The Great Gatsby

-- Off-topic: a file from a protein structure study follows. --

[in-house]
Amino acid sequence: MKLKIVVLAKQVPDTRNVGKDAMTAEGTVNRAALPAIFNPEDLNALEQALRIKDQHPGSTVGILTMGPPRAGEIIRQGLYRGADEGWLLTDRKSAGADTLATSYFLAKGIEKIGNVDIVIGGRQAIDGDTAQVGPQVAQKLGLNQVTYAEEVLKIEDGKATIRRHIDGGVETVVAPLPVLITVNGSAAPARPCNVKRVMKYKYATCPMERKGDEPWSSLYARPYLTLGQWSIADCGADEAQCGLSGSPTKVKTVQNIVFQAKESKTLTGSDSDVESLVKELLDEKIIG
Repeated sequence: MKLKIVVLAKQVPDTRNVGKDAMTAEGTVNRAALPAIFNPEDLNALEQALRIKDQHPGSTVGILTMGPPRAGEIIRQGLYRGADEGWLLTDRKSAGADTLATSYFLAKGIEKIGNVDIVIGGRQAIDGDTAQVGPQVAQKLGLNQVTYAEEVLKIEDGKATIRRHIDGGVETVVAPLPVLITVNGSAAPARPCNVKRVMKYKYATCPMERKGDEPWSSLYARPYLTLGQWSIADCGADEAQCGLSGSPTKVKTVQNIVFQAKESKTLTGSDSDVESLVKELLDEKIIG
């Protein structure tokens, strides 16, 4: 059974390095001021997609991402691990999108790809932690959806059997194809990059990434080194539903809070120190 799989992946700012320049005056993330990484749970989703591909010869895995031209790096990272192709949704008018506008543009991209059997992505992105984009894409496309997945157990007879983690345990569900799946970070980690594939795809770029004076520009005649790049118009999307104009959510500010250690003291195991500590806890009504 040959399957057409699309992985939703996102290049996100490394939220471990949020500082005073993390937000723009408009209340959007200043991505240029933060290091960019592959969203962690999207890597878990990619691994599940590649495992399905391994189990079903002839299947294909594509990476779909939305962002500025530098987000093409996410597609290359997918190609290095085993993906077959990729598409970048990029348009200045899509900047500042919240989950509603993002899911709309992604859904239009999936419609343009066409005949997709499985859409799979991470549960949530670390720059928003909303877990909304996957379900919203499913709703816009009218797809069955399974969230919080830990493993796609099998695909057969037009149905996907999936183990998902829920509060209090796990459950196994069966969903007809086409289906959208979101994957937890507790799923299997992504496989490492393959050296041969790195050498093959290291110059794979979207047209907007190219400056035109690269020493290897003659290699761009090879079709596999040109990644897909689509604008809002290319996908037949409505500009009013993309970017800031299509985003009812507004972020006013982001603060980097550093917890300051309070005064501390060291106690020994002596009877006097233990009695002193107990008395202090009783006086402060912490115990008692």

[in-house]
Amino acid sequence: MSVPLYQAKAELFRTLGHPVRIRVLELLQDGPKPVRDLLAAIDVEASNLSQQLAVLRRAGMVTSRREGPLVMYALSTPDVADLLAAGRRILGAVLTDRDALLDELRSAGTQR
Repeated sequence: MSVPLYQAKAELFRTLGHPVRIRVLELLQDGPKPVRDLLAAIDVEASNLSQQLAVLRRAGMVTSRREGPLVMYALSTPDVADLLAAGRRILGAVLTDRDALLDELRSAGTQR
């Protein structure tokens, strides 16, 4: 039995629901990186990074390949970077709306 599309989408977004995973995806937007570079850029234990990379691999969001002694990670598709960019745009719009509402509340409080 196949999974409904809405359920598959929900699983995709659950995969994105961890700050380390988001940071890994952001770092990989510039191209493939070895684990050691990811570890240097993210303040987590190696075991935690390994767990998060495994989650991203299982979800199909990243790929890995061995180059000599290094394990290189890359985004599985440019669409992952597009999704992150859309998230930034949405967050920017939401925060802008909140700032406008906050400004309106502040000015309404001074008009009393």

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The novel is a famous description of the "Jazz Age," a phrase which Fitzgerald himself coined. After the shock of moving from a policy of isolationism to involvement in World War I, America prospered in what are termed the "Roaring Twenties." The Eighteenth Amendment to the American Constitution, passed in 1919, prohibited the sale and consumption of alcohol in America. "Prohibition" made millionaires out of bootleggers like Gatsby and owners of underground salons, called "speakeasies." Fitzgerald glamorizes the noveau riche of this period to a certain extent in his Jazz Age novel. He describes their beautiful clothing and lavish parties with great attention to detail and wonderful use of color. However, the author was uncomfortable with the excesses of the period, and his novel sounds many warning notes against excessive love of money and material success.